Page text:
Wednesday, May 27, 2009

Watch Out for Counterfeiting!

(Summary of an article in eSpeak of ISM)

Shocking statistics:
· The FBI estimates that counterfeiting and piracy of intellectual property (IP) amounts to as much as US$250 billion a year. And, according to the World Customs Organization, that figure could reach as high as US$600 billion in lost sales every year.
· Counterfeiting and piracy have resulted in the loss of 750,000 jobs in the United States, according to the U.S. Customs and Border Protection Agency.
· If counterfeiting of auto parts was eliminated, the U.S. Federal Trade Commission estimates the auto industry could hire 250,000 additional workers.
· The U.S. Department of Commerce identified more than 9,000 incidents of counterfeit electronic parts in 2008.
Among the most surprising findings was a preponderance of counterfeit electronic parts incidents in the $1.01 to $10 range, followed closely by parts in the $11 to $100 range. This indicated counterfeit electronic components were showing up in small-ticket items rather than expensive parts, such as microprocessors.
According to the OET, in 2008, 50 percent of counterfeit electronic components were bought from brokers (30 percent) and unauthorized distributors (20 percent). The remaining 50 percent came from more than 13 other sources, with no single source accounting for more than 7 percent.

Action Plan:

Good supply management practice dictates buying from authorized sources:

· Assess the seller's reputation.- Does he honor warranties Does he provide technical and customer support? Even if a seller seems reputable, do you know how reputable everyone else is in its supply chain?
· Determine the seller's financial stability. Does he have sufficient financial resources to honor refunds?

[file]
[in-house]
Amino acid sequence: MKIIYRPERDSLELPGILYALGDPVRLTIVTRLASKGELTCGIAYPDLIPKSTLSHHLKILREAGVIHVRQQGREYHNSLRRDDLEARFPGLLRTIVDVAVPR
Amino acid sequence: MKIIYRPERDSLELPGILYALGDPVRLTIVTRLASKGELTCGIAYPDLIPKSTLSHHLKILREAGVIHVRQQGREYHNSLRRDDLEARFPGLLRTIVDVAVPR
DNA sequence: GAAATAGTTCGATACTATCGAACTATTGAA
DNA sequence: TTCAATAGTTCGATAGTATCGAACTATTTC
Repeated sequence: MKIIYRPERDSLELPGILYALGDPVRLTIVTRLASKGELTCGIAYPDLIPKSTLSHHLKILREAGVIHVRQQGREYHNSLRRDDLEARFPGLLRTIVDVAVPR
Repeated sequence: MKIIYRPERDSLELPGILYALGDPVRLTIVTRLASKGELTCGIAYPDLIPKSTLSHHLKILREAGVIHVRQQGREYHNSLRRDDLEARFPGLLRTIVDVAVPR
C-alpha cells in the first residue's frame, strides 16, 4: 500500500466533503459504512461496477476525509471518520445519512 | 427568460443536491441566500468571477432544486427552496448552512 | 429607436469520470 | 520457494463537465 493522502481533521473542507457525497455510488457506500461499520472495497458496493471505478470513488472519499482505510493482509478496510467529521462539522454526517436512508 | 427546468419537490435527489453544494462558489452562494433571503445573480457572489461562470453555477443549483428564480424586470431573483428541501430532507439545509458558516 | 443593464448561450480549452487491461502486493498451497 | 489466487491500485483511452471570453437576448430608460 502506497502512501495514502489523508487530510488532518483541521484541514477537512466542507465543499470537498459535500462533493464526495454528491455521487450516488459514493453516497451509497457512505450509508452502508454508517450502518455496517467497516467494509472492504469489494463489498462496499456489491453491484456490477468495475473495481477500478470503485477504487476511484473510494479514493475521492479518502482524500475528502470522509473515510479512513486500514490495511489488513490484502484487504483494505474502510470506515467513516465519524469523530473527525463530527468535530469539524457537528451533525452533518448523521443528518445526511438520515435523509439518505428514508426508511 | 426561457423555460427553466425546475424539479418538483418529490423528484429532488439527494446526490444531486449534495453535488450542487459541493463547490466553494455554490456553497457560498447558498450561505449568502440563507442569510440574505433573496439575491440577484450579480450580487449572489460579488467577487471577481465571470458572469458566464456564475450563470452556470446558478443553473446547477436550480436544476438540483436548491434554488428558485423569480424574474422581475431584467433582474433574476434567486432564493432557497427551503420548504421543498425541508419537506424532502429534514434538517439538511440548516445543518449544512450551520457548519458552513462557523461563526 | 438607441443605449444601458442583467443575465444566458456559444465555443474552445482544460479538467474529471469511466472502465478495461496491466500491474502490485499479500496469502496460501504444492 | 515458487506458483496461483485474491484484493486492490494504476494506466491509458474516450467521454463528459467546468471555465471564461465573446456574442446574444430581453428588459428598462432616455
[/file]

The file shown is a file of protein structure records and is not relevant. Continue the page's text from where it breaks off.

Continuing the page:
· Practice quality control. Does the seller have quality control and authenticity procedures in place? particularly with regard to functionality, proper handling and storage, chemical composition and so on. Also be skeptical of random-sample testing because counterfeiters frequently “salt” genuine product with counterfeits.
· Determine the product's traceability. Can it trace the product's route back to the original manufacturer?
· Ask for documentation. Can the seller provide documentation regarding product compliance with all laws?
· Assess legal liability. Will the seller assume product liability for penalties? Remember, buying from sources not authorized by the manufacturer might absolve that manufacturer from legal liability, even if the product is genuine. And, if the product is counterfeit, there is no manufacturer liability.


The best way to avoid counterfeiting risk is to buy exclusively from authorized sellers or resellers — either purchasing directly from the manufacturer or from a distributor or reseller contractually authorized by the product's manufacturer

Sunday, May 24, 2009

China No Longer Worth it?

Who says? AMR Research’s newest quarterly report suggests companies seeking to build or enhance outsourcing operations may to be dropping out of China, citing high risk that is no longer worth the reward.
According to the survey, manufacturers are 2-3 times more likely to decrease sourcing in China. The survey found China contributes the most risk in 12 out of 15 categories. At the top of the list is Intellectual Property(IP) infringement, with 59 percent of respondents complaining that China poses the highest risk in the world for outsourcing. 55 percent of respondents saying China poses the most risk worldwide for product quality.
Now that oil is no longer selling at $150 a barrel, manufacturers are going back to what they used to worry about. “Supplier failure is an inherent problem in all supply chains,” she said.

Do you believe this or not? I have always believed this and predict that manufacturing jobs will return to NA.